NASA’s Webb Telescope captures a dying star
The Webb Space Telescope captured the rare and fleeting phase of a star on the verge of dying
CAPE CANAVERAL, Florida — The Webb Space Telescope has captured the rare and fleeting phase of a star on the verge of dying.
NASA released the photo Tuesday at the South by Southwest conference in Austin, Texas.
The observation was among the first made by Webb after its launch in late 2021. His infrared eyes observed all the gas and dust blasted out into space by a huge hot star 15,000 light-years away. A light year is approximately 5.8 trillion miles.
Shimmering purple like a cherry blossom, the scrap material once made up the outer layer of the star. The Hubble Space Telescope took a picture of the same transitioning star a few decades ago, but it looked more like a ball of fire without the delicate details.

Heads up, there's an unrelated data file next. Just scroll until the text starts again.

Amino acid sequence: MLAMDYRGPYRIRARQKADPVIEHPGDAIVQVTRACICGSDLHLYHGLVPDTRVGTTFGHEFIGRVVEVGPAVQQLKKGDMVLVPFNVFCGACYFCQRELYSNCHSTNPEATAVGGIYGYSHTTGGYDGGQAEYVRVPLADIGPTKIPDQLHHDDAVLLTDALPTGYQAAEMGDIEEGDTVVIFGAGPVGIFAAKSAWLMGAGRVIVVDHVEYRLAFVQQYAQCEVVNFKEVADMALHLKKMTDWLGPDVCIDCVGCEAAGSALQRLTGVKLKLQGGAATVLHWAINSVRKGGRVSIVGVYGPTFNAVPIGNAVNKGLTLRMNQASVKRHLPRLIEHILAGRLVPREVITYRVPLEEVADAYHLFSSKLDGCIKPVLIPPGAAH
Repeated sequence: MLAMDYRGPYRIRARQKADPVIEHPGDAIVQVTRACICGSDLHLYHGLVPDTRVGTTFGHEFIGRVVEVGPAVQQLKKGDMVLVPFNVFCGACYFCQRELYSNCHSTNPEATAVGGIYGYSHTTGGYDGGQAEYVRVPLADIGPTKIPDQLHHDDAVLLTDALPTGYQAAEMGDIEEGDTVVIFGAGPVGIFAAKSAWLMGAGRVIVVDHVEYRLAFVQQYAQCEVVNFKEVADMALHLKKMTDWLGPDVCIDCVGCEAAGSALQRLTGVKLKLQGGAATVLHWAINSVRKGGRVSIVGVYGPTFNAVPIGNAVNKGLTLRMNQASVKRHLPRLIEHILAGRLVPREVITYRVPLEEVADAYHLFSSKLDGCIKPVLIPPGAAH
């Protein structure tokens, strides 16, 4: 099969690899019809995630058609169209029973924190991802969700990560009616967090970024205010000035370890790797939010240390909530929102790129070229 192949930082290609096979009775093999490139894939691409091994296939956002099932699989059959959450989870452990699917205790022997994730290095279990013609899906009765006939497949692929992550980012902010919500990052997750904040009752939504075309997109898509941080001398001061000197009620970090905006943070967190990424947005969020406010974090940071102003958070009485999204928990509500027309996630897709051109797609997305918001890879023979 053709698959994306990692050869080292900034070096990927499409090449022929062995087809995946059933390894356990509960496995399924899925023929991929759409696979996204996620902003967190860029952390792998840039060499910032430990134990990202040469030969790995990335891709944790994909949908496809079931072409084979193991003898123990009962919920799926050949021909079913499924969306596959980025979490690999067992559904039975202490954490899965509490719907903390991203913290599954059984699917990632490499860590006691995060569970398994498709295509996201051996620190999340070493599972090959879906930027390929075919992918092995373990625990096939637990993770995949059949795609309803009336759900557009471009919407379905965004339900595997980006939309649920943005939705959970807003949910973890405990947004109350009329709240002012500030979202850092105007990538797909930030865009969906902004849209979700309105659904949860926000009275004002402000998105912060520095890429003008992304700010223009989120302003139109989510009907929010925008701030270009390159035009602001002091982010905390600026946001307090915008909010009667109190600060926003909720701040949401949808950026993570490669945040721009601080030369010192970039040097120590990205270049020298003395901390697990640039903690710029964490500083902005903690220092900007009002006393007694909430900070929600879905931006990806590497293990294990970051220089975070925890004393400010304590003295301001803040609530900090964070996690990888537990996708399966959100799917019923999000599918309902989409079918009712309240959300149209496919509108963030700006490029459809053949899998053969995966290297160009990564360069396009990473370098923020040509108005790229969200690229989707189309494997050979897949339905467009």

Such a transformation only occurs with certain stars and is normally the last step before they explode into a supernova, scientists say.
“We’ve never seen it like this before. It’s really exciting,” said Macarena Garcia Marin, a European Space Agency scientist who is part of the project.
This star in the constellation Sagittarius, officially known as WR 124, is 30 times more massive than our sun and has already lost enough material to represent 10 suns, according to NASA.
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